Hard to see here, but the chiseled words “Hebrew Actors Union” can be found above the arched windows here at #31 East 7th. There was once a thriving Yiddish theater scene concentrated on 2nd Avenue above and below St. Mark’s Place.
The townhouse next door, #33, is interesting in a number of ways. The building is home to medical offices, but has a classic WWI plaque memorializing area dead. There is a Ukrainian restaurant, pronounced “streecha” in the basement.
Ai Weiwei conceived this multi-site, multi-media exhibition for public spaces, monuments, buildings, transportation sites, and advertising platforms throughout New York City. Collectively, these elements comprise a passionate response to the global migration crisis and a reflection on the profound social and political impulse to divide people from each other. For Ai, these themes have deep roots. He experienced exile with his family as a child, life as an immigrant and art student in New York, and more recently, brutal repression as an artist and activist in China. [Public Art Fund]
The project was scheduled to be in place through mid-February.
Longtime East 7th Street fixture Jimmy’s No. 43, named for its address, closed in mid-2017, perhaps permanently.
The NW corner of 2nd Avenue and East 7th Street remained an empty lot in 2018 after three former buildings on the site were wiped out by an explosion, killing two, caused by an illegal tap into a gas main in March 2015. The landmarked buildings were constructed between 1835 and 1901. The corner building was the longtime home of popular thrift shop Love Saves The Day. The lots sold in the millions in 2017.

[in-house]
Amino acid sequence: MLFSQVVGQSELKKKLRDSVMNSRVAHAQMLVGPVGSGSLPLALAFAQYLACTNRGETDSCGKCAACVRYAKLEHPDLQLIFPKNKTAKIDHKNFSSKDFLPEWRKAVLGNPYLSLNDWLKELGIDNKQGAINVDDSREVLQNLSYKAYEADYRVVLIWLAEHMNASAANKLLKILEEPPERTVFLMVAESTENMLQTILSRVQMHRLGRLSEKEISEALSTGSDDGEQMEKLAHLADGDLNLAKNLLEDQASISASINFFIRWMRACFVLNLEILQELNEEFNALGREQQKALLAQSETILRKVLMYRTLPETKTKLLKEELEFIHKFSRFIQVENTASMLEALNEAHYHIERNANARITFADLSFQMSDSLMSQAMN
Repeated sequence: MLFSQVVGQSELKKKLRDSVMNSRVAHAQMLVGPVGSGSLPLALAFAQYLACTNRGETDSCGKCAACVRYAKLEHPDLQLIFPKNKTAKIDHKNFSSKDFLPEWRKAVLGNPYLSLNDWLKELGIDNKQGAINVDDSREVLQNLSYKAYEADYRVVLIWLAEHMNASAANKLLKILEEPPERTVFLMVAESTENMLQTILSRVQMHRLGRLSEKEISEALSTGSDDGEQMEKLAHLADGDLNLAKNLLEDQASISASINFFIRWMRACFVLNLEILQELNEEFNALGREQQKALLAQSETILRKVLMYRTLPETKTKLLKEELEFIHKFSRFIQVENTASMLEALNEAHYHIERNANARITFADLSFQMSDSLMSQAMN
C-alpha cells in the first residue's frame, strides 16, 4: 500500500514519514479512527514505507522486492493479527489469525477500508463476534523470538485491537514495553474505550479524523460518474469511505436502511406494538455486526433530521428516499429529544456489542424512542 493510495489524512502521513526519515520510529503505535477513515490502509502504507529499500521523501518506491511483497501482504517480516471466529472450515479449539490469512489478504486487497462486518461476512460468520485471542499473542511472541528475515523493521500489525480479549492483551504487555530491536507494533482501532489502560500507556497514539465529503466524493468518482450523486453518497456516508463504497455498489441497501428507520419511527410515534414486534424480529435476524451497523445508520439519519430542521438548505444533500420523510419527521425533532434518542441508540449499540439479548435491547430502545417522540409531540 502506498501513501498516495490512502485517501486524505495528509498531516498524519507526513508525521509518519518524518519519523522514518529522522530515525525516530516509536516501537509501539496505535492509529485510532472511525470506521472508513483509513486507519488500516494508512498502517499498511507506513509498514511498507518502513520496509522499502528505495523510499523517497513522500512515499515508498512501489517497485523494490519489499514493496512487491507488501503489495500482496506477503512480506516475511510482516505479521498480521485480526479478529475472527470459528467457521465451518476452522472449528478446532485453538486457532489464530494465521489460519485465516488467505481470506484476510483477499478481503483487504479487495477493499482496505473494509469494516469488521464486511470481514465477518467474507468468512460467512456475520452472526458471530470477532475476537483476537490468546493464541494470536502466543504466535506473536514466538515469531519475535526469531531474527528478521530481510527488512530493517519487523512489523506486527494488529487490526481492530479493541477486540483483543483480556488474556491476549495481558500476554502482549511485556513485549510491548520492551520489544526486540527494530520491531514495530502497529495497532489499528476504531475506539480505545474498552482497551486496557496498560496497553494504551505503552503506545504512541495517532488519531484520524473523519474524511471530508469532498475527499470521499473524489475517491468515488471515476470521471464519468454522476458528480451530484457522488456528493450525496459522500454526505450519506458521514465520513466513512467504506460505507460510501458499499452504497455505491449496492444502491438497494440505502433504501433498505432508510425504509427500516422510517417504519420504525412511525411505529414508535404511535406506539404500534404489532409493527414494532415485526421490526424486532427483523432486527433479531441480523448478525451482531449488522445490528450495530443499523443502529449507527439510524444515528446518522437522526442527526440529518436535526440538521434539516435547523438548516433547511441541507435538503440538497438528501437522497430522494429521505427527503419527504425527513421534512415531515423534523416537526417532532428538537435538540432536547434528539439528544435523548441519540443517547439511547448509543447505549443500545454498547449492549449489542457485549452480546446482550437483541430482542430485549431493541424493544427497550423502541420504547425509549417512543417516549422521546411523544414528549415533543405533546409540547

The Tiffany windowed, double-spired Middle Collegiate Church has stood on 2nd Avenue between 6th and 7th Streets since 1892. The lamps by the entrance are something to see. Just next door is 110 2nd, the Isaac T. Hopper House, built in 1839, which early on in its history was a “home for wayward girls” instituted by Hopper, an abolitionist Quaker. It is the lone survivor of a set of four such Greek Revival townhouses. 110 2nd is the headquarters of the Women’s Prison Association, which assists women who have served time in the criminal justice system.
A longtime 2nd Avenue mainstay, Moishe’s Kosher Bake Shop has been around since the 1960s. It recently gained a new sign, in the same color and design as the old one.
On the left, the narrow building home to Emigrant Bank was once one of NYC’s capitals of rock and roll, the Fillmore East. Promoter Bill Graham took over the old cinema/Yiddish theatre in early 1968 and for two full years and part of two others presented a roster of superstars that to this day reads like a classic rock radio playlist. Just about every big name in rock and roll except the Beatles and Stones played the Fillmore East (Graham’s west coast counterpart was the Fillmore West in San Francisco).
On the right the Saul Birns Building is home to NYU’s art school, and the ground floor, home now to a supermarket and vacant space, was formerly Ratner’s, one of NYC’s most famed kosher dairies.
Going to kick it in the head for this week. Walked 10 miles today. Next week: East 7th east to Tompkins Square and beyond